LISBON, Sept 15 – Portugal has fully inoculated 80 percent of its population against the coronavirus, official data showed, becoming one of the world’s most vaccinated nations as authorities gradually drop most COVID-19 restrictions.
According to a Reuters tracker, Portugal and the United Arab Emirates have the same rate of complete vaccinations, jointly leading the world.
The southern European nation, which at the start of this year battled what was then the world’s worst coronavirus surge, has vaccinated around 8.2 million people out of its population of just over 10 million, health authority DGS said late on Tuesday.
Almost all adults over 65 and half of young people aged 12-17 have now been fully vaccinated, DGS said. Everyone above the age of 12 is eligible to receive the vaccine in Portugal.
A healthcare worker prepares a dose of the Pfizer coronavirus disease (COVID-19) vaccine at a vaccination centre in Seixal, Portugal, September 11, 2021. Reuters/Pedro Nunes
“I’m not concerned if we are (the world’s) number 1, 2 or 3,” the head of Portugal’s vaccination task force, Vice-Admiral Henrique de Gouveia e Melo, said after a visit to a vaccination center near Lisbon over the weekend.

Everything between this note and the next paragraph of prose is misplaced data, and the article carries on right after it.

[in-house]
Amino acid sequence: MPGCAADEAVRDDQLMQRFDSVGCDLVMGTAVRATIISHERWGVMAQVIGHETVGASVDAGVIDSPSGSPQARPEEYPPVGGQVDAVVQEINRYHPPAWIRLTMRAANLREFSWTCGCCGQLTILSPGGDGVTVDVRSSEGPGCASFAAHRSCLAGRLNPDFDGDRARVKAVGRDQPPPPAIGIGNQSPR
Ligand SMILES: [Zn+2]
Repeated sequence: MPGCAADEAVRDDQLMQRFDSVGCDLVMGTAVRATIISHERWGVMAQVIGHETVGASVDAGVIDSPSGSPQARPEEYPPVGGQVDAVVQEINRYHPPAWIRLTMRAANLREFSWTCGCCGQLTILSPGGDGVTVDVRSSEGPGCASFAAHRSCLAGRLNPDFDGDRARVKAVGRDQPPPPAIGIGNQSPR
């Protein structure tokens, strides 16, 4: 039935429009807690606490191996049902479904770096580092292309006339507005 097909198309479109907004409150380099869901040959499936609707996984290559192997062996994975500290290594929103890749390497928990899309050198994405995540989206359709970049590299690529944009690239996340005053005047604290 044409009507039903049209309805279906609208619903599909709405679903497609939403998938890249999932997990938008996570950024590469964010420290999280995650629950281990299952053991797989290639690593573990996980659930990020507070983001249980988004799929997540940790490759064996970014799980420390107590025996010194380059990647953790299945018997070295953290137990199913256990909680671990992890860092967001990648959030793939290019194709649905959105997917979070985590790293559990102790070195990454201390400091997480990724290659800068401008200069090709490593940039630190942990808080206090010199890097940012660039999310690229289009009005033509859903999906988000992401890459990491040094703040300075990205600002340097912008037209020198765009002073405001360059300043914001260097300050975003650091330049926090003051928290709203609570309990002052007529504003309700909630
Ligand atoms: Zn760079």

“What I want is to control the virus, to vaccinate as many eligible people as possible so the virus doesn’t have room for maneuver,” he said outside the center, where he was applauded as he walked around.
Gouveia e Melo has been widely praised for setting up a speedy vaccination campaign, which has allowed Portugal to lift most of its coronavirus restrictions.
Mask-wearing ceased being compulsory outdoors from Monday.
He said the country started to inoculate at the same pace as other European Union nations but as anti-vaccination movements grew elsewhere, Portugal, where only around 3 percent of the population consider themselves vaccine “deniers”, sped up the rollout.
He warned, however, that the battle against COVID-19 was not over until all countries, rich and poor, can access vaccines.
“We are over-vaccinating in richer countries and then there is zero vaccination in poorer countries,” he said. “I can’t agree with that – not only due to ethics and morals but because it’s not the best strategy and rational attitude.”